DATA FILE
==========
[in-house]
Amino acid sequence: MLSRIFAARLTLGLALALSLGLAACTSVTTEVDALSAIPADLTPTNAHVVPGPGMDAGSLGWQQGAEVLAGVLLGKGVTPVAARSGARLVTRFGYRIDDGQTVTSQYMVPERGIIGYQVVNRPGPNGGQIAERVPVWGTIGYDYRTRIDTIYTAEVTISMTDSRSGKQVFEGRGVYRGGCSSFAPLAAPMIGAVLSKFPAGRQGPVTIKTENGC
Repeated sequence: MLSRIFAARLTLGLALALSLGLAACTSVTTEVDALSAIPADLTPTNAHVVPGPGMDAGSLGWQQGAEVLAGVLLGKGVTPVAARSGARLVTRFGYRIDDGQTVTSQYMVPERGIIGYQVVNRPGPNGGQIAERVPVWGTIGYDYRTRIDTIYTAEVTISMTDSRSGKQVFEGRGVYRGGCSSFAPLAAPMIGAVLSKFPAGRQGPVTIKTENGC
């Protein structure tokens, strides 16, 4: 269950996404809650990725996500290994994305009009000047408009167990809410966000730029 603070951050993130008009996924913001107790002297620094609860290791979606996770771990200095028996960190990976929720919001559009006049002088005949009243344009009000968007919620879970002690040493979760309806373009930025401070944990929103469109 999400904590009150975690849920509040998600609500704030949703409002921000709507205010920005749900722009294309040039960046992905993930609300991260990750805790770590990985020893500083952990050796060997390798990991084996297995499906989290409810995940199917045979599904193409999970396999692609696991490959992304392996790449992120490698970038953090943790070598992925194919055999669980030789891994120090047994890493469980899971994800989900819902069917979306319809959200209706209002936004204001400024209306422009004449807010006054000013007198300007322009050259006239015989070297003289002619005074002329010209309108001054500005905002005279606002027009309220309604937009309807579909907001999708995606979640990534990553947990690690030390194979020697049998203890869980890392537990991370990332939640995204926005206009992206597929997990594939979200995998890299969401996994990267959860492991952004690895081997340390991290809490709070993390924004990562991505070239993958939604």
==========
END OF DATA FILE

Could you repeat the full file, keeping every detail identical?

[in-house]
Amino acid sequence: MLSRIFAARLTLGLALALSLGLAACTSVTTEVDALSAIPADLTPTNAHVVPGPGMDAGSLGWQQGAEVLAGVLLGKGVTPVAARSGARLVTRFGYRIDDGQTVTSQYMVPERGIIGYQVVNRPGPNGGQIAERVPVWGTIGYDYRTRIDTIYTAEVTISMTDSRSGKQVFEGRGVYRGGCSSFAPLAAPMIGAVLSKFPAGRQGPVTIKTENGC
Repeated sequence: MLSRIFAARLTLGLALALSLGLAACTSVTTEVDALSAIPADLTPTNAHVVPGPGMDAGSLGWQQGAEVLAGVLLGKGVTPVAARSGARLVTRFGYRIDDGQTVTSQYMVPERGIIGYQVVNRPGPNGGQIAERVPVWGTIGYDYRTRIDTIYTAEVTISMTDSRSGKQVFEGRGVYRGGCSSFAPLAAPMIGAVLSKFPAGRQGPVTIKTENGC
């Protein structure tokens, strides 16, 4: 269950996404809650990725996500290994994305009009000047408009167990809410966000730029 603070951050993130008009996924913001107790002297620094609860290791979606996770771990200095028996960190990976929720919001559009006049002088005949009243344009009000968007919620879970002690040493979760309806373009930025401070944990929103469109 999400904590009150975690849920509040998600609500704030949703409002921000709507205010920005749900722009294309040039960046992905993930609300991260990750805790770590990985020893500083952990050796060997390798990991084996297995499906989290409810995940199917045979599904193409999970396999692609696991490959992304392996790449992120490698970038953090943790070598992925194919055999669980030789891994120090047994890493469980899971994800989900819902069917979306319809959200209706209002936004204001400024209306422009004449807010006054000013007198300007322009050259006239015989070297003289002619005074002329010209309108001054500005905002005279606002027009309220309604937009309807579909907001999708995606979640990534990553947990690690030390194979020697049998203890869980890392537990991370990332939640995204926005206009992206597929997990594939979200995998890299969401996994990267959860492991952004690895081997340390991290809490709070993390924004990562991505070239993958939604």